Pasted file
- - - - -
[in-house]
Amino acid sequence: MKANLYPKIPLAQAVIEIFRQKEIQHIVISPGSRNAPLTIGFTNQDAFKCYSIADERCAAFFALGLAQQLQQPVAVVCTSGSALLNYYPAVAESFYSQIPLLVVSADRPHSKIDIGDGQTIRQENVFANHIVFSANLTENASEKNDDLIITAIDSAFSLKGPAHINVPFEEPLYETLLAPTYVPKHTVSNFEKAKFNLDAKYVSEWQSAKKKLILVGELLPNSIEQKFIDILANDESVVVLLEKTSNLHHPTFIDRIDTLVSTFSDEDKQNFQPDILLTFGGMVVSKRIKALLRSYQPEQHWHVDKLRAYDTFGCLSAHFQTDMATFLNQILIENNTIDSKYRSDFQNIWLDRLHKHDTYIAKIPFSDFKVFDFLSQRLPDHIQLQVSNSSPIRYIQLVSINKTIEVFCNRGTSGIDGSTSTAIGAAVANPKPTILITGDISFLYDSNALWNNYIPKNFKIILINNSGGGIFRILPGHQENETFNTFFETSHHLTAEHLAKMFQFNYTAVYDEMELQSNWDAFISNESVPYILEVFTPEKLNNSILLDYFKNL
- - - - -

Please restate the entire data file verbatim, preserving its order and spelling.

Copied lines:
[in-house]
Amino acid sequence: MKANLYPKIPLAQAVIEIFRQKEIQHIVISPGSRNAPLTIGFTNQDAFKCYSIADERCAAFFALGLAQQLQQPVAVVCTSGSALLNYYPAVAESFYSQIPLLVVSADRPHSKIDIGDGQTIRQENVFANHIVFSANLTENASEKNDDLIITAIDSAFSLKGPAHINVPFEEPLYETLLAPTYVPKHTVSNFEKAKFNLDAKYVSEWQSAKKKLILVGELLPNSIEQKFIDILANDESVVVLLEKTSNLHHPTFIDRIDTLVSTFSDEDKQNFQPDILLTFGGMVVSKRIKALLRSYQPEQHWHVDKLRAYDTFGCLSAHFQTDMATFLNQILIENNTIDSKYRSDFQNIWLDRLHKHDTYIAKIPFSDFKVFDFLSQRLPDHIQLQVSNSSPIRYIQLVSINKTIEVFCNRGTSGIDGSTSTAIGAAVANPKPTILITGDISFLYDSNALWNNYIPKNFKIILINNSGGGIFRILPGHQENETFNTFFETSHHLTAEHLAKMFQFNYTAVYDEMELQSNWDAFISNESVPYILEVFTPEKLNNSILLDYFKNL